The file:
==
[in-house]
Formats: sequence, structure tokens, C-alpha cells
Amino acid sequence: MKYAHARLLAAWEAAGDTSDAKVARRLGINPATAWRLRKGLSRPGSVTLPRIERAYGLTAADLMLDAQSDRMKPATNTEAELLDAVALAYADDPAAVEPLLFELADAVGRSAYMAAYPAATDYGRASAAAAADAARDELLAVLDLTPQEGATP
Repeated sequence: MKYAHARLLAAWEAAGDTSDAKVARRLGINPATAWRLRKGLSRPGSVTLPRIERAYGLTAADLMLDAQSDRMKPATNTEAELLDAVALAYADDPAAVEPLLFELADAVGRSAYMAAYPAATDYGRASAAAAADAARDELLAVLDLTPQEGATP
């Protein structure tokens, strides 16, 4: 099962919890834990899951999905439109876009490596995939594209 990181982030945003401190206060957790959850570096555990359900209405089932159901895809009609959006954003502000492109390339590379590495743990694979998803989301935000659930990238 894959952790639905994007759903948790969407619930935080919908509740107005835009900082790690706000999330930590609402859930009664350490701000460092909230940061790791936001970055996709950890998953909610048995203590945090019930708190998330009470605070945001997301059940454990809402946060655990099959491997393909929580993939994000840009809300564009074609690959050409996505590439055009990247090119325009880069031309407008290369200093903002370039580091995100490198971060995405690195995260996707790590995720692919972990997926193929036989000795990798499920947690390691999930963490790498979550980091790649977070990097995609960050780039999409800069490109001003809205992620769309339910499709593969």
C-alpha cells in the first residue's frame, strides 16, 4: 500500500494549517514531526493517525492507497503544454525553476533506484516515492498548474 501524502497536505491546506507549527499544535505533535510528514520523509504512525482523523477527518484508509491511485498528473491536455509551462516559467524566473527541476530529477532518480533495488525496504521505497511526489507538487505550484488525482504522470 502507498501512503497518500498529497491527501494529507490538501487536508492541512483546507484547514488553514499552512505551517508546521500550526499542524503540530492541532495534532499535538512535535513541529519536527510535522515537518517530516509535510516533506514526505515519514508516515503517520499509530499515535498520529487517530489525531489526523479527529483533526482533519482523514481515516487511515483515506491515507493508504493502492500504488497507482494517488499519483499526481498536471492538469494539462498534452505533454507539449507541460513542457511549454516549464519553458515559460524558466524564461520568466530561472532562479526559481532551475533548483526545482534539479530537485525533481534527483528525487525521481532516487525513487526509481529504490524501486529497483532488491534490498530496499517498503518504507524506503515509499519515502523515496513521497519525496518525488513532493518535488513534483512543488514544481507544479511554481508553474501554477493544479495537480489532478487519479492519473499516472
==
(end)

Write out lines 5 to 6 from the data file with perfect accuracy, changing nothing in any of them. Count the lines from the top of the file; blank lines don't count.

């Protein structure tokens, strides 16, 4: 099962919890834990899951999905439109876009490596995939594209 990181982030945003401190206060957790959850570096555990359900209405089932159901895809009609959006954003502000492109390339590379590495743990694979998803989301935000659930990238 894959952790639905994007759903948790969407619930935080919908509740107005835009900082790690706000999330930590609402859930009664350490701000460092909230940061790791936001970055996709950890998953909610048995203590945090019930708190998330009470605070945001997301059940454990809402946060655990099959491997393909929580993939994000840009809300564009074609690959050409996505590439055009990247090119325009880069031309407008290369200093903002370039580091995100490198971060995405690195995260996707790590995720692919972990997926193929036989000795990798499920947690390691999930963490790498979550980091790649977070990097995609960050780039999409800069490109001003809205992620769309339910499709593969």
C-alpha cells in the first residue's frame, strides 16, 4: 500500500494549517514531526493517525492507497503544454525553476533506484516515492498548474 501524502497536505491546506507549527499544535505533535510528514520523509504512525482523523477527518484508509491511485498528473491536455509551462516559467524566473527541476530529477532518480533495488525496504521505497511526489507538487505550484488525482504522470 502507498501512503497518500498529497491527501494529507490538501487536508492541512483546507484547514488553514499552512505551517508546521500550526499542524503540530492541532495534532499535538512535535513541529519536527510535522515537518517530516509535510516533506514526505515519514508516515503517520499509530499515535498520529487517530489525531489526523479527529483533526482533519482523514481515516487511515483515506491515507493508504493502492500504488497507482494517488499519483499526481498536471492538469494539462498534452505533454507539449507541460513542457511549454516549464519553458515559460524558466524564461520568466530561472532562479526559481532551475533548483526545482534539479530537485525533481534527483528525487525521481532516487525513487526509481529504490524501486529497483532488491534490498530496499517498503518504507524506503515509499519515502523515496513521497519525496518525488513532493518535488513534483512543488514544481507544479511554481508553474501554477493544479495537480489532478487519479492519473499516472